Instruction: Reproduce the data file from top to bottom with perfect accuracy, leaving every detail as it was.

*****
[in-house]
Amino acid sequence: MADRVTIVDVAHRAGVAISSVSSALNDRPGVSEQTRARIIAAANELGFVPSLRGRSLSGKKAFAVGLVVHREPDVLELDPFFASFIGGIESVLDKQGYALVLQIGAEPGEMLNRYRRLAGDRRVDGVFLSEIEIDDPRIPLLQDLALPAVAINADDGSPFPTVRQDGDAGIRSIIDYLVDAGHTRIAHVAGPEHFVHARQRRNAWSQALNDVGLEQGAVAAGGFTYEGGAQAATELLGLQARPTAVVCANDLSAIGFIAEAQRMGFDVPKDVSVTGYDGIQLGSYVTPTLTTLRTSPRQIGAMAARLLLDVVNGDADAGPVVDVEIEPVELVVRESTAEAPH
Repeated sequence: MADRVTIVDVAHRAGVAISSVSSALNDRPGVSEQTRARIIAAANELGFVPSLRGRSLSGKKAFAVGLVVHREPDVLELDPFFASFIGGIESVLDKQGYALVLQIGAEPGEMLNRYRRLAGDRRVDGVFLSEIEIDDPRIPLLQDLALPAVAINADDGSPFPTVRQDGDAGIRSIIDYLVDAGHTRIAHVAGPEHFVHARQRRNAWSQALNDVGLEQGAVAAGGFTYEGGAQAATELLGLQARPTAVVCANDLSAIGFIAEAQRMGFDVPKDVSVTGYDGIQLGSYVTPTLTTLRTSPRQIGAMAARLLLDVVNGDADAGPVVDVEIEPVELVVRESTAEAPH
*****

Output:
[in-house]
Amino acid sequence: MADRVTIVDVAHRAGVAISSVSSALNDRPGVSEQTRARIIAAANELGFVPSLRGRSLSGKKAFAVGLVVHREPDVLELDPFFASFIGGIESVLDKQGYALVLQIGAEPGEMLNRYRRLAGDRRVDGVFLSEIEIDDPRIPLLQDLALPAVAINADDGSPFPTVRQDGDAGIRSIIDYLVDAGHTRIAHVAGPEHFVHARQRRNAWSQALNDVGLEQGAVAAGGFTYEGGAQAATELLGLQARPTAVVCANDLSAIGFIAEAQRMGFDVPKDVSVTGYDGIQLGSYVTPTLTTLRTSPRQIGAMAARLLLDVVNGDADAGPVVDVEIEPVELVVRESTAEAPH
Repeated sequence: MADRVTIVDVAHRAGVAISSVSSALNDRPGVSEQTRARIIAAANELGFVPSLRGRSLSGKKAFAVGLVVHREPDVLELDPFFASFIGGIESVLDKQGYALVLQIGAEPGEMLNRYRRLAGDRRVDGVFLSEIEIDDPRIPLLQDLALPAVAINADDGSPFPTVRQDGDAGIRSIIDYLVDAGHTRIAHVAGPEHFVHARQRRNAWSQALNDVGLEQGAVAAGGFTYEGGAQAATELLGLQARPTAVVCANDLSAIGFIAEAQRMGFDVPKDVSVTGYDGIQLGSYVTPTLTTLRTSPRQIGAMAARLLLDVVNGDADAGPVVDVEIEPVELVVRESTAEAPH